There is a reason why magazines and newspapers are displayed next to checkouts. Giving waiting customers something to read or look at while queuing reduces boredom and increases the chance of further sales for the business.
Multi-buys and cross-category merchandising are highly recommended within in-queue merchandising displays, as 46% of shoppers say promotions would influence them to buy from a convenience store .
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Signage and add-ons
We ask ourselves questions when we have been queuing for a long time, including: Is this the right queue? Is somebody jumping ahead of me? Why is this queue taking so long?
Anxiety is a huge aspect of the queuing process for customers, especially within multi-lane queuing systems. Combat your customers’ fears by using clear signage to reassure them about how your system works. Signage can include information above each service desk to signify which line to join for ‘returns’ and ‘express lanes’.
This will help reduce anxiety and could provide potential revenue opportunities in the form of advertisements and informational notices .
Digital display screens and totems are a great way to provide distractions for waiting customers. 64% of UK shoppers check social media on their phones whilst waiting in queues . Instead of allowing your customers to lose themselves in their own content, why not offer them something that benefits you as a business?
Playing videos, images or presentations on digital screens for customers to watch while waiting has been proven to reduce perceived wait times by as much as 35% .
We are drawn to moving displays more than static posters and a digital sign has the effect of drawing customer’s attention away from the queue.
Recall rates for advertisements on digital signage was 52% .
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The most important thing to consider when designing and implementing a queue system within your business is perceived wait times. However long a queue is, the perceived wait time can be reduced using some of the point of sale displays above, as well as employing the following techniques.
Be honest with customers
There is nothing worse than being stuck in a long queue with no end in sight, only for a customer service assistant to walk past and not give you any further information. Ask a member of staff to let customers know what is causing the delay. This up-front honesty will gain you respect from your customers and reassure them that the issue is being resolved.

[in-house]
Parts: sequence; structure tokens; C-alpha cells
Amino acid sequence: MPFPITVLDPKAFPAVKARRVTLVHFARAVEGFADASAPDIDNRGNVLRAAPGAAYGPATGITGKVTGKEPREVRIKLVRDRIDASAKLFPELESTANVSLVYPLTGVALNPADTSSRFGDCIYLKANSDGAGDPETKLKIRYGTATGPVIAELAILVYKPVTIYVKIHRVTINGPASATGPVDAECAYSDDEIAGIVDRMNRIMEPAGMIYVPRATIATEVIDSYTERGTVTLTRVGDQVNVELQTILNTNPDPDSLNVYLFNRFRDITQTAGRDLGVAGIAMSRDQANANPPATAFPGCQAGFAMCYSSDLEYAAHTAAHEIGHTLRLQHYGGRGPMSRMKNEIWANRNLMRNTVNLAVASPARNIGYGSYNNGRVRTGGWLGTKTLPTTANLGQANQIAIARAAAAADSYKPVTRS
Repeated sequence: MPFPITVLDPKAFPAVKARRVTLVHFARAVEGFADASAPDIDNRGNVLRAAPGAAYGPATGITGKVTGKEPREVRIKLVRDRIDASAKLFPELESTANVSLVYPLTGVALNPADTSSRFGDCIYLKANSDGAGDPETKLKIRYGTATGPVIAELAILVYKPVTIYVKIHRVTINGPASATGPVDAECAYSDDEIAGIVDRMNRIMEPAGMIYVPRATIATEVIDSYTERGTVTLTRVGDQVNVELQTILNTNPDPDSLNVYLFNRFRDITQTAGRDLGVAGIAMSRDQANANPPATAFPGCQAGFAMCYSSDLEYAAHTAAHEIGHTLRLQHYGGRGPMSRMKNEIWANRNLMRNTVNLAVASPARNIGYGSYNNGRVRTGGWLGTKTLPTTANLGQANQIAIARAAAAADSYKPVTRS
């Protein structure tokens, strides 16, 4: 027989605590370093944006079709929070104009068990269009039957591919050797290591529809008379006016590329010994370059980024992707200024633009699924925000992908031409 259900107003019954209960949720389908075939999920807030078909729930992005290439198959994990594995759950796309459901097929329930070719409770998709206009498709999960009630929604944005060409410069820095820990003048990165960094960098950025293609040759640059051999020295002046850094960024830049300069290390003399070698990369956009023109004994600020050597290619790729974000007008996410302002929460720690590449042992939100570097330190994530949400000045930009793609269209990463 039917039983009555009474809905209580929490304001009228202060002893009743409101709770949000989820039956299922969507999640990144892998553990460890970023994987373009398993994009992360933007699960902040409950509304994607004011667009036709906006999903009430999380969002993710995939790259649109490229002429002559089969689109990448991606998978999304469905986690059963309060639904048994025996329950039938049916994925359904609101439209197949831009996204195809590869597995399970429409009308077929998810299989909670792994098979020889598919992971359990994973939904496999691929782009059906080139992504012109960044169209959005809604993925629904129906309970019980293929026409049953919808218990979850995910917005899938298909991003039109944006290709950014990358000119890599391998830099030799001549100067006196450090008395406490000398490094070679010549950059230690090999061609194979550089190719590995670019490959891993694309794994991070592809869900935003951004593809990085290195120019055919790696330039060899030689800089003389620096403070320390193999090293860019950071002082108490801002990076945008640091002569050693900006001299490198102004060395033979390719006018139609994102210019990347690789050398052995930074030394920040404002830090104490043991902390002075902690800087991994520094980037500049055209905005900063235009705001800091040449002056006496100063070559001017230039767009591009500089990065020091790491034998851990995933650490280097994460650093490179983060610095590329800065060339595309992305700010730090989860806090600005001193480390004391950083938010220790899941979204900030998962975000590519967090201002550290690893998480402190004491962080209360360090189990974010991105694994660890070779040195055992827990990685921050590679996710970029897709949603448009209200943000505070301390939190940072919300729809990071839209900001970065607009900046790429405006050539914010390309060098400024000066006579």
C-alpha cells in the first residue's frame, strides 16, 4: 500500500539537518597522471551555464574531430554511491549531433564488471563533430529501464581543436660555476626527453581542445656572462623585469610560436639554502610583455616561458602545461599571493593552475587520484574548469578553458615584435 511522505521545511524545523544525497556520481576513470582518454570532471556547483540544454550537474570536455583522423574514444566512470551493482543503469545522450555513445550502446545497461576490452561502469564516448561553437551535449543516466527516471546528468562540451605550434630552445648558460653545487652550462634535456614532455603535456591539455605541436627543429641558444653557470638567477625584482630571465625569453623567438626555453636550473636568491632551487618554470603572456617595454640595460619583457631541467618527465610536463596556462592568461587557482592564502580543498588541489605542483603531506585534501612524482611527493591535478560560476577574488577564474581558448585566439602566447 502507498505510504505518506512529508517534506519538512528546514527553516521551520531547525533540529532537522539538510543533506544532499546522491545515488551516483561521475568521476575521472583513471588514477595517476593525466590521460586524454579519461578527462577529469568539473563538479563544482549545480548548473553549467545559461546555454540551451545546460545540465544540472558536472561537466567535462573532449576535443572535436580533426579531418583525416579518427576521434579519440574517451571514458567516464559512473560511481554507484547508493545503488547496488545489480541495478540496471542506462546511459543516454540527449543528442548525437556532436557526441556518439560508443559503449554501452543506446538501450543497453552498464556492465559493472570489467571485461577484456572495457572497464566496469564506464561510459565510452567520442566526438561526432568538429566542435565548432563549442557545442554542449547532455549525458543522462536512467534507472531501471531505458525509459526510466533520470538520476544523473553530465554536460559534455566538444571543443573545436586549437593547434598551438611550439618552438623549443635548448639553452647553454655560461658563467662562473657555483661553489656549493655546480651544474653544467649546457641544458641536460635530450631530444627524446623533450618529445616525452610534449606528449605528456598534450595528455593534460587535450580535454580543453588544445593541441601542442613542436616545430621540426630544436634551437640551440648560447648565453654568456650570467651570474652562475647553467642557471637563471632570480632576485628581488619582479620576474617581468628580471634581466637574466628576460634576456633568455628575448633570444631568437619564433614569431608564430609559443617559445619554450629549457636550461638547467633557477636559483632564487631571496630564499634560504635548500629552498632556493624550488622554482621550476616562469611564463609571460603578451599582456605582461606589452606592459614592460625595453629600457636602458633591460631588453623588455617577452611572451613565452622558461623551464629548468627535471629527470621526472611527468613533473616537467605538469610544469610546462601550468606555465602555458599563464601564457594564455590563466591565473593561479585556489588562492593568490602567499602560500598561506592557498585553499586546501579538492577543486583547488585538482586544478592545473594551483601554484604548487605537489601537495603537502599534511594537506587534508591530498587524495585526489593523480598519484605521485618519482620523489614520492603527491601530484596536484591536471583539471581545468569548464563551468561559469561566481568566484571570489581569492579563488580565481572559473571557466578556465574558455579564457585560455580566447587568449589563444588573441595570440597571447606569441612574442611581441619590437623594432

If you do not give customers any indication of why the wait time is long, then you will leave them with a bad perception of your business and make them unlikely to return.
Begin service before the queue ends
Service doesn’t have to begin once customers reach the end of a queue. Once a customer has an interaction with the business, service has begun. Ways of starting service from within a waiting line can include: handing out menus to queuing diners, helping customers unload their trolleys or baskets, or handing out relevant paperwork to fill in while waiting.
All of these examples end up saving service time for the customer service employee at the end of the queue, which in turn will work to keep the queues moving faster.
A combination of good customer service, distractions and honesty will more likely leave customers with a positive view of your business, even if they’ve had to wait in line for a long time.
1.What really drives you crazy about waiting in line (it actually isn’t the wait at all), (Ana Swanson), Washington Post, November 2015. Retrieved from: https://www.washingtonpost.com/news/wonk/wp/2015/11/27/what-you-hate-about-waiting-in-line-isnt-the-wait-at-all/
2.The Psychology of Queuing As a Key to Reducing Wait Time, (Kirill Tšernov), Qminder. Retrieved from: https://www.qminder.com/queue-psychology-reduce-time/
3.The Psychology of Waiting Lines, (David Maister), 1985. Retrieved from: https://davidmaister.com/articles/the-psychology-of-waiting-lines/
4.The psychology of queuing revealed in 6 simple rules, (Queue It), 3rd September 2019. Retrieved from: https://queue-it.com/blog/psychology-of-queuing/
5.Edward L. Melnick, Praveen R. Nayyer, Michael L. Pinedo & Sridhar Seshadri, Creating Value in Financial Services: Strategies, Operations and Technologies, (Springer Science + Business Media, New York, Second Edition, 2002), p. 330
6.Nick Widdowson, ‘Asian Trader’, (Vol. 32, No. 850, 27th September to 10th October 2019) p. 32.
7.Psychology Of Queuing – What Are Customers Thinking About Whilst Queuing?, (Tensator), 15th December 2018. Retrieved from: https://www.tensator.com/psychology-of-queuing/
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9.How digital signage reduces perceived wait times, (Celia Anderson), Digital Signage Today, 30th November 2015. Retrieved from: https://www.digitalsignagetoday.com/blogs/how-digital-signage-reduces-perceived-wait-times/